Forever Dumb

Okay, caught up with Forever Evil a week late, and in what was probably intended as a moment of ultimate cool, Geoff Johns has one of the main villains grab the Moon and place it in position to create a total eclipse of the Earth. At which point, I decide this book and event is not for me, because no. Just no. This is too dumb.

And here is why...Collapse )


Margaret Atwood vs. Carl Sagan

I haven't actually read Margaret Atwoods In Other Worlds, but I understand from articles and reviews that she takes the position that "if it is realistic or plausible, it isn't science fiction". Well, even if one accepted her pronouncements that aliens and spaceships weren't either of those, there's still plenty of stuff written by science fiction writers, some of them recognized Grand Masters such as Heinlein and Asimov, that was quite realistic and plausible. Beyond that, well, spaceships exist and further development of them is in no way implausible (although FTL may well be), and as to aliens? Ms. Atwood, I'm afraid I'll take Dr. Carl Sagan's opinion as to whether the existence of aliens is plausible or not over yours.

In short, Ms. Atwood seems to have confused her definitions of science fiction and fantasy, although I'll happily concede that much of what people call science fiction is actually science fantasy or space adventure.

Belated thought on Thor upon watching the DVD

This should be short enough not to need an lj-cut - okay, the prologue is captioned as taking place in 965 AD, with Thor and Loki (or at least Loki, Thor might be a little bit older) as infants at the time. They're shown as little boys shortly thereafter, but a later scene I won't spoil further confirms that Loki was definitely still a baby at the conclusion of the war with the Frost Giants.

Problem: The Norse and other Germanic peoples already worshipped Thor, and at least had stories about Loki, under varying names at that time. So if it was going to be years or decades before they grew up into recognizable figures, with Thor wielding his hammer and Loki known as a trickster, how does that work? How do the Norse anticipate how they'll grow up and base their myths and religion on it? Especially considering that Asgard supposedly withdraws from our world at the conclusion of that conflict...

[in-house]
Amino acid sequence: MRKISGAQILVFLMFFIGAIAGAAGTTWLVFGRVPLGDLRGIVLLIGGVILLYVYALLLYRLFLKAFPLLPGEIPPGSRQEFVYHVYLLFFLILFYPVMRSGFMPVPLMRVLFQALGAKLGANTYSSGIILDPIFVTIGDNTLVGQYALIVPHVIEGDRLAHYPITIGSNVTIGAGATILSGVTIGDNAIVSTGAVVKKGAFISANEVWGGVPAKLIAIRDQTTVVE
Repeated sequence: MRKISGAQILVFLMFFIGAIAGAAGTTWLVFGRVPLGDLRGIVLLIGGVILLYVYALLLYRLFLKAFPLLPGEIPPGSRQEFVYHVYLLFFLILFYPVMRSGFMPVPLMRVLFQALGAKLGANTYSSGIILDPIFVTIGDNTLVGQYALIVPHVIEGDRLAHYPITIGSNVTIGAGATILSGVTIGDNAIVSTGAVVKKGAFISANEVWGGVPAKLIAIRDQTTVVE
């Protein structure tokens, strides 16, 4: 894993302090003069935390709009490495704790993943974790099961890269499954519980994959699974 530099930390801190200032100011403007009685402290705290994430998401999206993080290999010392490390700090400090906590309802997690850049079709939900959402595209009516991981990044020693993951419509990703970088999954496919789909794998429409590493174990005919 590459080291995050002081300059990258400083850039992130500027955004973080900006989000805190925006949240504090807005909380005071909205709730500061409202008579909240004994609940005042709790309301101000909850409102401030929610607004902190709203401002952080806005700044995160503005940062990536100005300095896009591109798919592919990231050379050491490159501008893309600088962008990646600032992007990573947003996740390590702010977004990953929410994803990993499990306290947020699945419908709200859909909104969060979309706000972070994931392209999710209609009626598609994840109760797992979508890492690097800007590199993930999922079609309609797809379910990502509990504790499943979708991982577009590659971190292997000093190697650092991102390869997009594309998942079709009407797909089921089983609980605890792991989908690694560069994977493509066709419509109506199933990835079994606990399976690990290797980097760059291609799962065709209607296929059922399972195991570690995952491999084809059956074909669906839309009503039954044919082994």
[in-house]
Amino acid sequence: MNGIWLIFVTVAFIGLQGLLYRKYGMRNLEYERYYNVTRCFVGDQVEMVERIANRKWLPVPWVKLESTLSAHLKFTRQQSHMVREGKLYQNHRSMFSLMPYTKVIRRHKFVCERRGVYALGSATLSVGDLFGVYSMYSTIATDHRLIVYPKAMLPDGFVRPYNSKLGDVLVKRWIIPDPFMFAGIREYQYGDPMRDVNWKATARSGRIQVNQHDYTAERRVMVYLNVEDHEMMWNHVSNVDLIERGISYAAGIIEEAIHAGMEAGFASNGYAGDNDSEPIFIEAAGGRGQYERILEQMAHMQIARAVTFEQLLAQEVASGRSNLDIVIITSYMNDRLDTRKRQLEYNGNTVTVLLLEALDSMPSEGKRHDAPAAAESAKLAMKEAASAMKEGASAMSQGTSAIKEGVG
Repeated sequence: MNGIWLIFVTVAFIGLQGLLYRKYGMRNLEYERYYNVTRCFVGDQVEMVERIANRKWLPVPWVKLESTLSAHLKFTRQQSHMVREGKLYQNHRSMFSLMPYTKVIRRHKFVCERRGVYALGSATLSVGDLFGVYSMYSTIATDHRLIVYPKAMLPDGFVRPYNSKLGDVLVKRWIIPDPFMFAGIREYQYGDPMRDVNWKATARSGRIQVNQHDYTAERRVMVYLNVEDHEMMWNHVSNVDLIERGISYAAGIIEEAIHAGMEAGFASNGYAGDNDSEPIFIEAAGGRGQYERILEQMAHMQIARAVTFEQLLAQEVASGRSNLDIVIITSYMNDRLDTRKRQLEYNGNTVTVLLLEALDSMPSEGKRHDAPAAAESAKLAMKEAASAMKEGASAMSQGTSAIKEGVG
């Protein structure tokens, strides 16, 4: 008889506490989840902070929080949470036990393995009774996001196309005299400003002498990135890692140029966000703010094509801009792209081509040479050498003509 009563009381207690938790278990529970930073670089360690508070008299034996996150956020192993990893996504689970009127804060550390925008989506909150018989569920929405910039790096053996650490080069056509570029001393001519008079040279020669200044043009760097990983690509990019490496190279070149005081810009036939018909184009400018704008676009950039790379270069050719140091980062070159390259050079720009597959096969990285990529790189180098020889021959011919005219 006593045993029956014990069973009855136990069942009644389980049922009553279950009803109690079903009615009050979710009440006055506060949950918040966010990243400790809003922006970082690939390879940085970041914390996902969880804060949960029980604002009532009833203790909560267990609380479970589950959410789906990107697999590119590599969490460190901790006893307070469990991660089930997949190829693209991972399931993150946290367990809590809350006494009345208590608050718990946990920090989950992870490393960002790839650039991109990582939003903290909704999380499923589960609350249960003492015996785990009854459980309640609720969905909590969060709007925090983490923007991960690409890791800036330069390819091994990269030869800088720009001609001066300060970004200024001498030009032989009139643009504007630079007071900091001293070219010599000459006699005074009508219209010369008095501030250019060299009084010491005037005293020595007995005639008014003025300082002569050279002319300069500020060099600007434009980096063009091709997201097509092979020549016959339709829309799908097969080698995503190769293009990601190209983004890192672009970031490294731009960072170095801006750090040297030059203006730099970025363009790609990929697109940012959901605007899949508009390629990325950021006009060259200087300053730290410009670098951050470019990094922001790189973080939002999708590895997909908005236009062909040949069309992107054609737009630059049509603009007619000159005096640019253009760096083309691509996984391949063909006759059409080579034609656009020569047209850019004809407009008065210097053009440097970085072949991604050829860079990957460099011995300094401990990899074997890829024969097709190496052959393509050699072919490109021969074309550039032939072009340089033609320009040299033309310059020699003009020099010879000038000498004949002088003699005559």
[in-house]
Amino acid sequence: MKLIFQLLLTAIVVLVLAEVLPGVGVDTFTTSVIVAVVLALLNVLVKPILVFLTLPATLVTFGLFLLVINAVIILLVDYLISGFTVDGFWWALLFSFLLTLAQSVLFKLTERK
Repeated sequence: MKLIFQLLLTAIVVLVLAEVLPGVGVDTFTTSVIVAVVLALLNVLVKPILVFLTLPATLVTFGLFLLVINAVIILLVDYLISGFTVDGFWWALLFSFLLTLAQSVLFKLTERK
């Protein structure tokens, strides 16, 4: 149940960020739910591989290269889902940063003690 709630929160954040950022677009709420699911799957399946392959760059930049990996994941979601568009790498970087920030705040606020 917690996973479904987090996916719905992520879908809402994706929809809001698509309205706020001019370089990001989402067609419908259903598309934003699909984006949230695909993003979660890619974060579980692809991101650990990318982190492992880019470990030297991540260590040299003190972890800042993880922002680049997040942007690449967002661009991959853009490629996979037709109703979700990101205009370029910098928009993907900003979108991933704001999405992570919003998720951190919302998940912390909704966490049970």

Were there earlier versions of both, i.e., uncles Thunor and Loge, or something?

Were mortals capable of prophecy about the future, as with the Ragnarok story?

Did they just get the date wrong? After all, there's not much about the village or the humans' clothing that marks it out as definitely 10th century as opposed to a few centuries earlier, or even way back in Roman times.

Inquiring (and nitpicky) minds want to know.

The Man Who Was (in Falls Church on) Thursday

So, I'm still planning to go see Amanda Palmer at the State Theatre in Falls Church tomorrow night (11/19). Doors open at 7, tickets are still available as of Wednesday afternoon. I'll probably have dinner somewhere in the area, maybe at Four Provinces across the way or something like that.

Anybody in the area interested in joining me tomorrow night?

Take it as read...

Morning started with confirmation that Xander (18 mos old) must indeed be my son, since he absolutely refused to put down his book in order to be lifted out of crib, have his diaper changed, and be dressed. He ended up keeping said book with him and perusing it 2-3 times more in full while all these operations were completed (actually a blessed distraction during diaper change), maintaining a grip on it with one hand even while arms were being inserted in shirt sleeves.

I haven't seen him run into anything while walking and 'reading' at the same time, not yet, but it's probably only a matter of time... ;-)

In other news, just found out that Amanda Palmer, co-founder of the Dresden Dolls and currently Neil Gaiman's girlfriend, will be at the State Theatre in Falls Church this Thursday. I've got my ticket, anybody interested in meeting me there?